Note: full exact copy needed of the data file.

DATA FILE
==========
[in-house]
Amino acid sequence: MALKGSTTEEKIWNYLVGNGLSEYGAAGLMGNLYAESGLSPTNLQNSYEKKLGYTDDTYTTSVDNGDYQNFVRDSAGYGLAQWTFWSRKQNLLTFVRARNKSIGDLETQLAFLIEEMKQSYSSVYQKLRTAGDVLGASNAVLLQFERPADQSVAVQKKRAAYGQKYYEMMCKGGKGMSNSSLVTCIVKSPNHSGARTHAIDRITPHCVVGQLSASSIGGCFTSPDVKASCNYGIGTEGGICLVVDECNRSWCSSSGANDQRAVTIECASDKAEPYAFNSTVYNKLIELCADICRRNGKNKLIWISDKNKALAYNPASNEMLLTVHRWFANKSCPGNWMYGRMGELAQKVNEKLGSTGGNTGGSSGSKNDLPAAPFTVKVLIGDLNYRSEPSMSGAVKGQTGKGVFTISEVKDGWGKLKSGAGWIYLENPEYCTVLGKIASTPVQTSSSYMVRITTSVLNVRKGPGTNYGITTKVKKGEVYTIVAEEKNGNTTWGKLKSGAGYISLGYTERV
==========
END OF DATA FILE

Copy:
[in-house]
Amino acid sequence: MALKGSTTEEKIWNYLVGNGLSEYGAAGLMGNLYAESGLSPTNLQNSYEKKLGYTDDTYTTSVDNGDYQNFVRDSAGYGLAQWTFWSRKQNLLTFVRARNKSIGDLETQLAFLIEEMKQSYSSVYQKLRTAGDVLGASNAVLLQFERPADQSVAVQKKRAAYGQKYYEMMCKGGKGMSNSSLVTCIVKSPNHSGARTHAIDRITPHCVVGQLSASSIGGCFTSPDVKASCNYGIGTEGGICLVVDECNRSWCSSSGANDQRAVTIECASDKAEPYAFNSTVYNKLIELCADICRRNGKNKLIWISDKNKALAYNPASNEMLLTVHRWFANKSCPGNWMYGRMGELAQKVNEKLGSTGGNTGGSSGSKNDLPAAPFTVKVLIGDLNYRSEPSMSGAVKGQTGKGVFTISEVKDGWGKLKSGAGWIYLENPEYCTVLGKIASTPVQTSSSYMVRITTSVLNVRKGPGTNYGITTKVKKGEVYTIVAEEKNGNTTWGKLKSGAGYISLGYTERV